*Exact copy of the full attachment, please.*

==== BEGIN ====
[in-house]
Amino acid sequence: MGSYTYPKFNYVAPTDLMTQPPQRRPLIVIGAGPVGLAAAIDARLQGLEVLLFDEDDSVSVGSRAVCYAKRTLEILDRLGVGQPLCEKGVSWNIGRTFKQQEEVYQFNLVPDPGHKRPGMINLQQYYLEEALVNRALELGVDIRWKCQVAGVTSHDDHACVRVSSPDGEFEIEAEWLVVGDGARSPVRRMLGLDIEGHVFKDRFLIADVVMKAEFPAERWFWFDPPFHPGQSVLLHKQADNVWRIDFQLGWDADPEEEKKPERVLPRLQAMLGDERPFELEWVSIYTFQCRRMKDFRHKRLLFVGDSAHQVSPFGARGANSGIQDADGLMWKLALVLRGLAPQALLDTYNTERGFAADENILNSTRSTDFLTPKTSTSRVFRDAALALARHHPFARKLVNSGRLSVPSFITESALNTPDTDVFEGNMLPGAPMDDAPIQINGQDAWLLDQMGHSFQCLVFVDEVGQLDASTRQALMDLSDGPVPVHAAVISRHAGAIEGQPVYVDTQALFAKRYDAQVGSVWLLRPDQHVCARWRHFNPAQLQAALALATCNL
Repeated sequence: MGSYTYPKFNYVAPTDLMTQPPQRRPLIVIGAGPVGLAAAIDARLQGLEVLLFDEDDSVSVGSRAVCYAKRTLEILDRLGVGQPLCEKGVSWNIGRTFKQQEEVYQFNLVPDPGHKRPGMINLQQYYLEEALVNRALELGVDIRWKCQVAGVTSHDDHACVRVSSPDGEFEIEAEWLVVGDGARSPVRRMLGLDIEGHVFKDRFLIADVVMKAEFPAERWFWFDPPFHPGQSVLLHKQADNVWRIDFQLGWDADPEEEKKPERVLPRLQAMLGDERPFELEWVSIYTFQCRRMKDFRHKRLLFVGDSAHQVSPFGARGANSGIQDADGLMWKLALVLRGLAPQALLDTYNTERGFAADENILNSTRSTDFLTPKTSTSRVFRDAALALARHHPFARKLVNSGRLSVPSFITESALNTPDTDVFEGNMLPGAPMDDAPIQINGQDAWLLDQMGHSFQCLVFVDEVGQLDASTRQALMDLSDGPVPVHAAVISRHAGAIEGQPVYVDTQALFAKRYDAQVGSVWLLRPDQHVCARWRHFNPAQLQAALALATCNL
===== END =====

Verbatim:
[in-house]
Amino acid sequence: MGSYTYPKFNYVAPTDLMTQPPQRRPLIVIGAGPVGLAAAIDARLQGLEVLLFDEDDSVSVGSRAVCYAKRTLEILDRLGVGQPLCEKGVSWNIGRTFKQQEEVYQFNLVPDPGHKRPGMINLQQYYLEEALVNRALELGVDIRWKCQVAGVTSHDDHACVRVSSPDGEFEIEAEWLVVGDGARSPVRRMLGLDIEGHVFKDRFLIADVVMKAEFPAERWFWFDPPFHPGQSVLLHKQADNVWRIDFQLGWDADPEEEKKPERVLPRLQAMLGDERPFELEWVSIYTFQCRRMKDFRHKRLLFVGDSAHQVSPFGARGANSGIQDADGLMWKLALVLRGLAPQALLDTYNTERGFAADENILNSTRSTDFLTPKTSTSRVFRDAALALARHHPFARKLVNSGRLSVPSFITESALNTPDTDVFEGNMLPGAPMDDAPIQINGQDAWLLDQMGHSFQCLVFVDEVGQLDASTRQALMDLSDGPVPVHAAVISRHAGAIEGQPVYVDTQALFAKRYDAQVGSVWLLRPDQHVCARWRHFNPAQLQAALALATCNL
Repeated sequence: MGSYTYPKFNYVAPTDLMTQPPQRRPLIVIGAGPVGLAAAIDARLQGLEVLLFDEDDSVSVGSRAVCYAKRTLEILDRLGVGQPLCEKGVSWNIGRTFKQQEEVYQFNLVPDPGHKRPGMINLQQYYLEEALVNRALELGVDIRWKCQVAGVTSHDDHACVRVSSPDGEFEIEAEWLVVGDGARSPVRRMLGLDIEGHVFKDRFLIADVVMKAEFPAERWFWFDPPFHPGQSVLLHKQADNVWRIDFQLGWDADPEEEKKPERVLPRLQAMLGDERPFELEWVSIYTFQCRRMKDFRHKRLLFVGDSAHQVSPFGARGANSGIQDADGLMWKLALVLRGLAPQALLDTYNTERGFAADENILNSTRSTDFLTPKTSTSRVFRDAALALARHHPFARKLVNSGRLSVPSFITESALNTPDTDVFEGNMLPGAPMDDAPIQINGQDAWLLDQMGHSFQCLVFVDEVGQLDASTRQALMDLSDGPVPVHAAVISRHAGAIEGQPVYVDTQALFAKRYDAQVGSVWLLRPDQHVCARWRHFNPAQLQAALALATCNL